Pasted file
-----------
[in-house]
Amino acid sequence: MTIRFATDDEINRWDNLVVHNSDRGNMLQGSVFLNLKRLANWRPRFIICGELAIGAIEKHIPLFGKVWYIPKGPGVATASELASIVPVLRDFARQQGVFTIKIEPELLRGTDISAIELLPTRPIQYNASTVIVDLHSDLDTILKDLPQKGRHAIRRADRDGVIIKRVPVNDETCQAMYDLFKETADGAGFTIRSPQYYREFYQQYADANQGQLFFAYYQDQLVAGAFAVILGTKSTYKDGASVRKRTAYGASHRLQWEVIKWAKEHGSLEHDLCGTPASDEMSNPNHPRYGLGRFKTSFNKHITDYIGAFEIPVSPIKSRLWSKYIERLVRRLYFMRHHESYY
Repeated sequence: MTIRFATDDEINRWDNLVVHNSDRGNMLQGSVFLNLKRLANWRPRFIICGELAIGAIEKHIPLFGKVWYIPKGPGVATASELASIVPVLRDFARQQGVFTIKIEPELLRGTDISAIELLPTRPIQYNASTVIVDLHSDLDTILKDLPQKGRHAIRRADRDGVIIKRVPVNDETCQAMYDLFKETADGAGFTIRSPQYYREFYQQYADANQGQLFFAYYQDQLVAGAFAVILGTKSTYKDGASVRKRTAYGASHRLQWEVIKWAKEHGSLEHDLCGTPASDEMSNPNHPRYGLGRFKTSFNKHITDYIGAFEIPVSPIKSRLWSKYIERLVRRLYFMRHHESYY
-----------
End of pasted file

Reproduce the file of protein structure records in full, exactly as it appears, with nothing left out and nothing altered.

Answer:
[in-house]
Amino acid sequence: MTIRFATDDEINRWDNLVVHNSDRGNMLQGSVFLNLKRLANWRPRFIICGELAIGAIEKHIPLFGKVWYIPKGPGVATASELASIVPVLRDFARQQGVFTIKIEPELLRGTDISAIELLPTRPIQYNASTVIVDLHSDLDTILKDLPQKGRHAIRRADRDGVIIKRVPVNDETCQAMYDLFKETADGAGFTIRSPQYYREFYQQYADANQGQLFFAYYQDQLVAGAFAVILGTKSTYKDGASVRKRTAYGASHRLQWEVIKWAKEHGSLEHDLCGTPASDEMSNPNHPRYGLGRFKTSFNKHITDYIGAFEIPVSPIKSRLWSKYIERLVRRLYFMRHHESYY
Repeated sequence: MTIRFATDDEINRWDNLVVHNSDRGNMLQGSVFLNLKRLANWRPRFIICGELAIGAIEKHIPLFGKVWYIPKGPGVATASELASIVPVLRDFARQQGVFTIKIEPELLRGTDISAIELLPTRPIQYNASTVIVDLHSDLDTILKDLPQKGRHAIRRADRDGVIIKRVPVNDETCQAMYDLFKETADGAGFTIRSPQYYREFYQQYADANQGQLFFAYYQDQLVAGAFAVILGTKSTYKDGASVRKRTAYGASHRLQWEVIKWAKEHGSLEHDLCGTPASDEMSNPNHPRYGLGRFKTSFNKHITDYIGAFEIPVSPIKSRLWSKYIERLVRRLYFMRHHESYY